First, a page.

Parallels among two blockbuster lawsuits involving art fraud raise queries about “ideal practices.”
Incoming Pace Gallery vice president Adam Sheffer. Image courtesy of Pace Gallery.
Is the old adage “practice what you preach” not applicable to the art planet?
Current legal proceedings highlight how apparently complicated it can be even for these steeped in the art marketplace to regularly adhere to that tips.
A prominent New York dealer who has served as an professional witness in lawsuits regarding art offers gone awry has simultaneously allegedly fallen victim to a fraudulent art advisor, it would seem.
Adam Sheffer is a veteran dealer for galleries such as Cheim & Study, Pace, and Lisson, who even served as a president of the prestigious Art Dealers Association of America (ADAA) in current years. He is now a private dealer and advisor.
But, even though he was not identified by name, he is referenced in a current lawsuit that sent shockwaves by way of the art planet. It requires the alleged fraud perpetrated by Lisa Schiff, a higher-profile art advisor who has now shuttered her advisory business and has initiated the procedure of sorting out creditor claims, according to papers filed in New York State Supreme Court.
The suit, which Artnet News reported on earlier, accused Schiff and her company, SFA Advisory, of breach of contract, conversion, fraud, breach of fiduciary duty, and conspiracy. The plaintiffs had been identified as genuine estate heiress Candace Barasch and Richard Grossman and, all through the complaint, additional referred to the involvement of “Grossman’s spouse,” even though not especially by name.
The plaintiffs are pursuing their shares of the missing profit from a $1.eight million sale of an Adrian Ghenie painting, Uncle three (2019), tied to the now-embattled dealer. The suit lays out that Barasch purchased a 50 % stake in the painting and that Grossman and his spouse acquired the remaining 50 %, or 25 % each and every.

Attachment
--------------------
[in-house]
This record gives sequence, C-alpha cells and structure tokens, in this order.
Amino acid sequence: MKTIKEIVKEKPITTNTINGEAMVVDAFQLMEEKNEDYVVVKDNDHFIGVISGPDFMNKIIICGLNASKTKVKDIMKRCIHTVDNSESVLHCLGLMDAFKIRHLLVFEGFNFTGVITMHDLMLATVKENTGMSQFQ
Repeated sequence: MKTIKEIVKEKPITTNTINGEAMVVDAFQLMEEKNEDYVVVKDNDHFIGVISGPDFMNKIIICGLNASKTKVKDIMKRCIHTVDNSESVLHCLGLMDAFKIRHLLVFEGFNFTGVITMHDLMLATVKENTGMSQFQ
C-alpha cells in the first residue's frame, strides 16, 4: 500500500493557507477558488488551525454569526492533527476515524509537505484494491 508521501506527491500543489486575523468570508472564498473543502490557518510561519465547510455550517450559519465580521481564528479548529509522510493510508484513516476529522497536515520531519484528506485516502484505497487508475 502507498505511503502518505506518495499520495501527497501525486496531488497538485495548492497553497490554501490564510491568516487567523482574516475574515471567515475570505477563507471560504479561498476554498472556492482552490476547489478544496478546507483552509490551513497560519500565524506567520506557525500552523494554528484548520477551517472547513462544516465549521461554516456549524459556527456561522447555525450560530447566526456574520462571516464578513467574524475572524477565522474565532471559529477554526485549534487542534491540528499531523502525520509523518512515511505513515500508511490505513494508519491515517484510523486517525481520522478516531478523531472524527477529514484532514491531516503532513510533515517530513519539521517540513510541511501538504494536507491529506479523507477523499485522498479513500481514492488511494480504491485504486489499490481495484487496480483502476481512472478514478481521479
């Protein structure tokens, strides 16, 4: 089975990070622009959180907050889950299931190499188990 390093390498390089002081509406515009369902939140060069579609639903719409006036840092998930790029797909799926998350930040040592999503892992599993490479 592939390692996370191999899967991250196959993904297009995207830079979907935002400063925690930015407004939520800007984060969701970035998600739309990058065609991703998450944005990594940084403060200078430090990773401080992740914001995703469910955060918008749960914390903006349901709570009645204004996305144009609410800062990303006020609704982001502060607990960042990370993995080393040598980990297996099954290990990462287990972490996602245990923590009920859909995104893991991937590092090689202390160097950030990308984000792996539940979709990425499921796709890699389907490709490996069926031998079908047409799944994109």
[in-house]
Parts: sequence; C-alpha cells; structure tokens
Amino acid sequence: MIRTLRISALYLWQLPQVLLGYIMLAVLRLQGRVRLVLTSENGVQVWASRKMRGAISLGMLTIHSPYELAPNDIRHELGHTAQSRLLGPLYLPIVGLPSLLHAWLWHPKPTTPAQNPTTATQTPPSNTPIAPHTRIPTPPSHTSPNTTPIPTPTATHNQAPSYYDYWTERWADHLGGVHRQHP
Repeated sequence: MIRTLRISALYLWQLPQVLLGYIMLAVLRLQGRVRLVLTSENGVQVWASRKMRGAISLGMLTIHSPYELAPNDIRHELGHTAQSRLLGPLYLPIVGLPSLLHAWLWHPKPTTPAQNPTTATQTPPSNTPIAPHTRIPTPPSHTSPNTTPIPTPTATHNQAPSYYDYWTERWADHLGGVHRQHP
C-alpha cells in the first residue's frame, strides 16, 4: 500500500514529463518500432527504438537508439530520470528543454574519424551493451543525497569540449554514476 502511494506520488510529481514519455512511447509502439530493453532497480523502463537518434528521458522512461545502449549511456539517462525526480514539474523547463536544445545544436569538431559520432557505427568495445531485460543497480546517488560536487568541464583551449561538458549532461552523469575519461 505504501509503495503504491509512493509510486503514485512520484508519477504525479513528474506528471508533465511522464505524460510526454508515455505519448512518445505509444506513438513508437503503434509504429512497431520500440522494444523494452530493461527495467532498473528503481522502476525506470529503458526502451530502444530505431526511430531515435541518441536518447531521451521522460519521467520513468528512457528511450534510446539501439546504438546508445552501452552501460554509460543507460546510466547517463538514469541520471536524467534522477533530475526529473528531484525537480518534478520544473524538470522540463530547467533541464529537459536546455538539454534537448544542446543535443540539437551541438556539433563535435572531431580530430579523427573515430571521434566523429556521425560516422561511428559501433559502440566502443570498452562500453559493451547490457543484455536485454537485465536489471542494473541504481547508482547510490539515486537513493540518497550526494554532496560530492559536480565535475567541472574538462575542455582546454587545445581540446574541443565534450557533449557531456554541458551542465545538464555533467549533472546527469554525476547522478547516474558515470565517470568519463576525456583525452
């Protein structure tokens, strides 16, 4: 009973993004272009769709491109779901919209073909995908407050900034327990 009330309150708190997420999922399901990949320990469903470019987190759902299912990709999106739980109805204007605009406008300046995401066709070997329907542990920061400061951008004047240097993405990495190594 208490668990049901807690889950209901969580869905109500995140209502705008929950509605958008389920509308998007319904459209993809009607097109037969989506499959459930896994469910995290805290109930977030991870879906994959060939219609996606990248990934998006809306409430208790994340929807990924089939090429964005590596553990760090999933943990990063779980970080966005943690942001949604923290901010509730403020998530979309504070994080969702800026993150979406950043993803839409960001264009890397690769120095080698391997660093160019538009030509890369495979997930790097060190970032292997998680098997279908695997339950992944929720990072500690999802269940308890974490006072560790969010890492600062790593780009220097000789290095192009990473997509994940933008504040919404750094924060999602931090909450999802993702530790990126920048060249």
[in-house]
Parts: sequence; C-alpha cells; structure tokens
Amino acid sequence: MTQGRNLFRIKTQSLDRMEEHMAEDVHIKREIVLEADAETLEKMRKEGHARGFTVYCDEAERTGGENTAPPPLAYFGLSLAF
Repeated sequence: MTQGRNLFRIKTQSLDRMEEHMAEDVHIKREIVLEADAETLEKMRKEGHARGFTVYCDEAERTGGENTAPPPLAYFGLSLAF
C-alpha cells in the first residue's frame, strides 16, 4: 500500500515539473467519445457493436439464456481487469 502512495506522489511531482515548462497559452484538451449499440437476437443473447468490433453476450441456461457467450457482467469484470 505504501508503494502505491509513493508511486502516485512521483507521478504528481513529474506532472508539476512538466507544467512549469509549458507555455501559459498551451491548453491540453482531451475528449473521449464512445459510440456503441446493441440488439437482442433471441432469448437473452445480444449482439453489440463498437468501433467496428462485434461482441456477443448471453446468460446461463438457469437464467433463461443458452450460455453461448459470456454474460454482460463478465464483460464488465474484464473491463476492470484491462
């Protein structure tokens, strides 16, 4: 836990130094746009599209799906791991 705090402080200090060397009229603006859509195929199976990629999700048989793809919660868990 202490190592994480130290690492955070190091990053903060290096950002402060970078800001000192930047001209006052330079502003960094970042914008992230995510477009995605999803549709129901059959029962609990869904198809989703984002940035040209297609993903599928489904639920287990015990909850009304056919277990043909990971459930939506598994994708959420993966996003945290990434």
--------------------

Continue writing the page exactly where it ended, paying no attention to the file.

But Sheffer also not too long ago emerged as an professional witness in a separate, extended-operating legal matter that also scandalized the art planet. That litigation, filed a lot more than 3 years ago, reflects a dispute more than a multimillion-dollar Rudolf Stingel painting connected to disgraced art dealer Inigo Philbrick, who sold many competing ownership shares in the painting prior to attempting to flip it for profit at a failed Christie’s auction earlier that identical year.
In an affidavit dated May possibly 12, Sheffer as professional witness referred to as out a lack of due diligence on a convoluted fractional art flipping deal gone awry.
Sheffer weighed in on a 3-way fight for manage of the roughly $six million Stingel, by noting that a single of the competing parties, Satfinance, controlled by investor Sasha Pesko, “did absolutely nothing to defend its interests, as it neither retained possession of the Stingel Picasso, nor registered its ownership interest through a UCC-1 nor a filing with the Firms Residence in the United Kingdom.”
The emphasis on due diligence is all the a lot more striking provided that Sheffer himself seems to be a single of the aggrieved parties, while not a plaintiff, in the suit brought against Schiff. That lawsuit was filed at practically the identical time as the affidavit (May possibly 11), in New York State Supreme Court.
But back to the case regarding the Stingel. In the professional witness testimony, Sheffer addressed the part of FAP (Fine Art Partners), a German-owned art investment company whose claim for the Stingel and other works touched off a firestorm of litigation, and in the end criminal charges, against Philbrick in late 2019 (Philbrick is presently serving a prison term for the enormous $86 million criminal fraud that he masterminded and eventually pleaded guilty to.)